Copying code directly is not a recommended approach for webpages that contain repetitious elements.

Instead, use the following technique which you learned about in lecture and practiced in lab to load these elements from an existing page:

  • Replace each of these elements in assign7_madlibs.html and assign7_tomthumb.html with a <div> with an ID, such as this for the <header>:
      <div id="header-goes-here"></div>
  • Then, in the assign7.js file, add code to load each element from the assign7_home.html template:
      $("#header-goes-here").load("assign7_home.html header");

You must upload to the server and view your pages from there to verify that the load worked correctly!

Extra Credit Challenge

Mad Libs Magic

You can improve the appearance of the Mad Libs page for 1 extra credit point by doing the following:

  1. Have the story hidden when the page is first loaded.
  2. Once the user clicks on the button, the form should disappear, and the resulting story should be visible on the web page.

Tom Thumb Technique

You can improve the Tom Thumb page by doing the following, for 1 extra credit point:

  • Check that the inputs are valid (numbers > zero). Teach yourself about the isNaN function in JavaScript. If the inputs aren't valid, show an error message in red.
  • If the inputs are valid, show the message in either green or red, depending on whether the file is okay.
  • In addition, show one of the following images:
    • images/up.png:
    • images/down.png:

    These images folder in the original download contains these images.


You must validate the HTML and CSS for both your pages.


Upload your hw7 folder to the server, into your protected folder.

  • To be sure your pages uploaded properly, enter the full URL in the browser:
    and use the menu to check each page, to make sure that all pages are displayed as expected.


    1. Open the Google Doc we shared with you titled: CS110 Submission to Gradescope, and follow the instructions (make a copy of the file, edit the URL in the copy to correspond to your own assignment, and then create your own .pdf version of the copy).
    2. In your browser, go to gradescope.com and log in.
    3. Under Your Courses, select CS 110.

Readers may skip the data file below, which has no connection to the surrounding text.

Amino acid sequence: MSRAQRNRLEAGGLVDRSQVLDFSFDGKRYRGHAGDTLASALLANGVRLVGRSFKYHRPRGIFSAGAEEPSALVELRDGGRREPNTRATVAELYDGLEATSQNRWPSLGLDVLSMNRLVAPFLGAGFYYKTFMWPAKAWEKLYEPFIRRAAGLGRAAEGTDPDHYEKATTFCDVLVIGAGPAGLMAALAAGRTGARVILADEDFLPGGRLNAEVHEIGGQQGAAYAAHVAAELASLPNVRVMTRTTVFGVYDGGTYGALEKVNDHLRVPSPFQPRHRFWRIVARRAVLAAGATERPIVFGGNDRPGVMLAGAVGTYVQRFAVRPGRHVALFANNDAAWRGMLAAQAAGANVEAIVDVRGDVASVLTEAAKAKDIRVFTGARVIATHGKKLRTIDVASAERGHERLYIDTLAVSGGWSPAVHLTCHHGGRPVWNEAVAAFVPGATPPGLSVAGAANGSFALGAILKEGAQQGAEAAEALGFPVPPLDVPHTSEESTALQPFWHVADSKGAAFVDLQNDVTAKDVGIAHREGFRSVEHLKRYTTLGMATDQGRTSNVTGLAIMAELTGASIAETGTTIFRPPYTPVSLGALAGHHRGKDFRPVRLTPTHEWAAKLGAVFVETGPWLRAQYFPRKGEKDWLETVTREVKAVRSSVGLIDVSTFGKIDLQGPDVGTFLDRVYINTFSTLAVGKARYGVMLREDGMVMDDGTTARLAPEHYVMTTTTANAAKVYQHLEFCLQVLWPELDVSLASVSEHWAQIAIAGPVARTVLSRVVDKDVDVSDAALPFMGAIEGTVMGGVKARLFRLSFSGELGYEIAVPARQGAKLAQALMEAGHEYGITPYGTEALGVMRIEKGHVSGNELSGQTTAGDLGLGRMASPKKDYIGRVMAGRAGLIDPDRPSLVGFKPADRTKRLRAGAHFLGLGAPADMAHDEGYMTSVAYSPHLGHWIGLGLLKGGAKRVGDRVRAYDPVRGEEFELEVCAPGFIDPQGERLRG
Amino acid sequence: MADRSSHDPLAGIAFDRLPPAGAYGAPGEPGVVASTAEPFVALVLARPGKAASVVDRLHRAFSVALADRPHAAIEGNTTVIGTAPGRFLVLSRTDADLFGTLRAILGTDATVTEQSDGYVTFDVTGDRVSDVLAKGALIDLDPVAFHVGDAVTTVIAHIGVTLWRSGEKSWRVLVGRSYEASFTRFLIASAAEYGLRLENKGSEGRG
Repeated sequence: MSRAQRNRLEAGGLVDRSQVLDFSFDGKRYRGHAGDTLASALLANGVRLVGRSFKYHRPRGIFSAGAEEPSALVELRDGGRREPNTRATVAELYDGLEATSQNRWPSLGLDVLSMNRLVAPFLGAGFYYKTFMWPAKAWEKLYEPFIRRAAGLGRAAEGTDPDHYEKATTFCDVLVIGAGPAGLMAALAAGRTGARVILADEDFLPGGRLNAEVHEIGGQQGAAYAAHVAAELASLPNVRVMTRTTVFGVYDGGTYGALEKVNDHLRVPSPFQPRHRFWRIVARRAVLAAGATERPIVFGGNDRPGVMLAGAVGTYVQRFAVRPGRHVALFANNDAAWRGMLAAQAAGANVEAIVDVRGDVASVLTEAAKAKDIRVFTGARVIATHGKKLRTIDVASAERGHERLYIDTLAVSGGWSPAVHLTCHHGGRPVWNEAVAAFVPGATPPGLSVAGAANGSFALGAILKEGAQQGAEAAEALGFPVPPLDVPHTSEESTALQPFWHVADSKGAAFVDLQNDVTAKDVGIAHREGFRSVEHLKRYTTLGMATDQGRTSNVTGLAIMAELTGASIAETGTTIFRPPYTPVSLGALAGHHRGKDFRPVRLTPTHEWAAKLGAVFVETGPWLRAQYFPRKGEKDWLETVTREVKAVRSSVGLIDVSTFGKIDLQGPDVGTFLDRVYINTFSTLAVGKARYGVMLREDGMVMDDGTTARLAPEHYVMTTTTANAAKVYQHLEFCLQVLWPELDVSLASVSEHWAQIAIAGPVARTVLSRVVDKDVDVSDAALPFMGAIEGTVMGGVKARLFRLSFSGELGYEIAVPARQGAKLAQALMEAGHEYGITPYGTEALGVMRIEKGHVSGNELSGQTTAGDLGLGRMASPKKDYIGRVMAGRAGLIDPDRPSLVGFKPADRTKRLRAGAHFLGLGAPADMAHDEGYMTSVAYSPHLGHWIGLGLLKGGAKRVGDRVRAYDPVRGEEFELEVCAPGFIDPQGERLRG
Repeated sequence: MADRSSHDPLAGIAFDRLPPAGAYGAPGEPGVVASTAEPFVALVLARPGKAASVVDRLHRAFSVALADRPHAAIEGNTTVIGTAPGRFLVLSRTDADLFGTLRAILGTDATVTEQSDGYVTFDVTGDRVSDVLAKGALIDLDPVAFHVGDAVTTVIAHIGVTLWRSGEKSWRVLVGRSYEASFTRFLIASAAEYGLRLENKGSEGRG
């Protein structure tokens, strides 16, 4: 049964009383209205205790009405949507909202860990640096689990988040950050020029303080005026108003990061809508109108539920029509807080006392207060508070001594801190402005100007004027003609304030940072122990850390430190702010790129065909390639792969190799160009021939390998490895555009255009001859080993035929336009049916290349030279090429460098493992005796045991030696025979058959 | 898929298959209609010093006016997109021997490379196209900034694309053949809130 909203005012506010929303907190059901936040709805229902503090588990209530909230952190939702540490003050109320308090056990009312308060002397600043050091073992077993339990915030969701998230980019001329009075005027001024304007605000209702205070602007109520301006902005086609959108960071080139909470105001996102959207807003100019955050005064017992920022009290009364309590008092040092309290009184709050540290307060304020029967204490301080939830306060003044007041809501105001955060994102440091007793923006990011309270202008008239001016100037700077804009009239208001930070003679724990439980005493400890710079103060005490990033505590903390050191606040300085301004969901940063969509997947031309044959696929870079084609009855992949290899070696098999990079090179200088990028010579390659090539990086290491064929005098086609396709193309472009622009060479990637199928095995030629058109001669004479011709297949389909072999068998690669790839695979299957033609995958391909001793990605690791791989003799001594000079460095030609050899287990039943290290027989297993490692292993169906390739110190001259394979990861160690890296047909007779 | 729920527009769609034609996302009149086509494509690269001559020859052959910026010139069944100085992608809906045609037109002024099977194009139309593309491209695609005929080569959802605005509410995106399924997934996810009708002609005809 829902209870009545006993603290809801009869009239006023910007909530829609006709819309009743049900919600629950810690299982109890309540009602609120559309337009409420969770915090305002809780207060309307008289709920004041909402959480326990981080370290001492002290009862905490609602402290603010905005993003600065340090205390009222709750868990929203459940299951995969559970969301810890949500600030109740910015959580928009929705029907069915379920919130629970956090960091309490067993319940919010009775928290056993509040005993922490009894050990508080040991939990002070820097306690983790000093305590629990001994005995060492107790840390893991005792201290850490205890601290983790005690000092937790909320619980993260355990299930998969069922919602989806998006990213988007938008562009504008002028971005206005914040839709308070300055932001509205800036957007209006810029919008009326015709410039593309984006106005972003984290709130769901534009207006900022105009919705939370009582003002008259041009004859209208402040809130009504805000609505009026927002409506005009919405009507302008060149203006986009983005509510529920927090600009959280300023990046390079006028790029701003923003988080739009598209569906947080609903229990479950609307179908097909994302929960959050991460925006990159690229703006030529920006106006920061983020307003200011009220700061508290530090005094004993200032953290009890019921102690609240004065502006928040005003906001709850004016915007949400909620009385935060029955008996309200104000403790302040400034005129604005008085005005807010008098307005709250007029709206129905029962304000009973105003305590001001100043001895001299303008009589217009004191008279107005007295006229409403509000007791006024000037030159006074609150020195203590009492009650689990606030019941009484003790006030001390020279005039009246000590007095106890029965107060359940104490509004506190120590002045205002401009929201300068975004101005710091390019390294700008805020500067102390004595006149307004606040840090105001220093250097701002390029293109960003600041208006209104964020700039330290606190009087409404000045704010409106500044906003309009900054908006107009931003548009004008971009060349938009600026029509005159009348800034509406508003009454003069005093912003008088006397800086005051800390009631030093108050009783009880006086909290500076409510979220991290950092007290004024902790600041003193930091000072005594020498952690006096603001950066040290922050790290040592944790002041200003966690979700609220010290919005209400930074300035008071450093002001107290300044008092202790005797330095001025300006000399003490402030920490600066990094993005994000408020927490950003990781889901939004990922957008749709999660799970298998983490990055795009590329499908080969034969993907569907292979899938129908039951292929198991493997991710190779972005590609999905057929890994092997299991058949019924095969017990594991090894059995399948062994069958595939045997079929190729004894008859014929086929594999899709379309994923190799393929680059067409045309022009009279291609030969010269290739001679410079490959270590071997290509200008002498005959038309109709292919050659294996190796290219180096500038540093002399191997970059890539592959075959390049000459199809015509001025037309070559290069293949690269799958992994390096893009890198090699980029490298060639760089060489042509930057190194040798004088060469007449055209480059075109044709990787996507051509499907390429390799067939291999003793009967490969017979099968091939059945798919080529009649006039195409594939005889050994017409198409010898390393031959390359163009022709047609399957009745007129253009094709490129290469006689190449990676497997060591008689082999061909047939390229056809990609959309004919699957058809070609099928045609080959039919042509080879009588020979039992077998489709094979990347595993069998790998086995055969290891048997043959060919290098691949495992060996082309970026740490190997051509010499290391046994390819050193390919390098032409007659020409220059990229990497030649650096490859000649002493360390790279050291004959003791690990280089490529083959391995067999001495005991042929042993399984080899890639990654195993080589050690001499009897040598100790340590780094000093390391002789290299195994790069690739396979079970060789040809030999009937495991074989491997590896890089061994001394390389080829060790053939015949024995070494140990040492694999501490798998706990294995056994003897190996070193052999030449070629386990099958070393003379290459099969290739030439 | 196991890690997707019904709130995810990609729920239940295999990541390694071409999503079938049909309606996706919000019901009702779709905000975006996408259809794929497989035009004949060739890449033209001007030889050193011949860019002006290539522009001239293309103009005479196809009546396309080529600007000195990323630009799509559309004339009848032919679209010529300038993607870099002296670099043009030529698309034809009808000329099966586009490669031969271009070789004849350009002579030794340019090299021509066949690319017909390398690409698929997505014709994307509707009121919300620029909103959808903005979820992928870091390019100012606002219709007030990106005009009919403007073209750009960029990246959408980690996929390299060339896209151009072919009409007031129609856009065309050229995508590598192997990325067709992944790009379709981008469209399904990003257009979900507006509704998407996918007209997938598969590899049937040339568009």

4. You will see all of your current assignments. Click on the assignment you are turning in.
    5. In the dialog box that opens:
      • Click Select PDF
      • locate the correct file on your computer
      • Click Upload PDF
      • It may be necessary to reload the page to verify your submission was uploaded.

    Coding Style

    All the usual coding rules apply. See the style rules. Especially important is to not forget including comments in all your files to describe your choices and decisions.

    Assignments are due at midnight on the due date (check the schedule). Assignments may be turned in up to 24 hours late, for a 10% penalty. Furthermore, remember that this policy means that you should not modify work after the due time has passed, or it will be time-stamped late, and will incur the late penalty.

    Honor Code

    The Honor Code applies to this course. You are encouraged to discuss assignments with other students, the tutors, and with your instructors. However, your team must solve, write up, debug, test and document the assignment on your own. In other words, it is acceptable to talk with other students in English (or any other human language), but not acceptable to use any formal language and especially not HTML, CSS or Javascript. You should not be looking at other peoples' code or showing them yours. If you worked with others or you have obtained help from any source, you must acknowledge their contribution in writing.

    Homework assignments must be your own work. You may not look at solutions from other students, either from the current offering of CS110 or from past offerings.


    These are the criteria we use to grade the homework:

    • Homework was submitted on the server by the due date. Late penalties apply.
    • Folders and files have the required names and are uploaded to the proper location.
    • The two HTML files and the CSS file are valid.
    • All your files have comments at the top and as necessary interspersed in the code.
    • Your code follows our recommended coding style.
    • Mad Libs page follows all our requirements.
    • Tom Thumb page follows all our requirements and the file size calculations are correct.
    • The repetitive elements of the page are loaded properly
    • There are no errors in the Javascript console.
    • There are comments in the Javascript file to explain your code.


    The staff may want to look at this solution.

    Help Room

    Our tutors in the help room can help you with concrete problems and questions you have about the assignment, thus, go to the room prepared. If you find that you don't know how to start the assignment, you should visit the instructors during their office hours.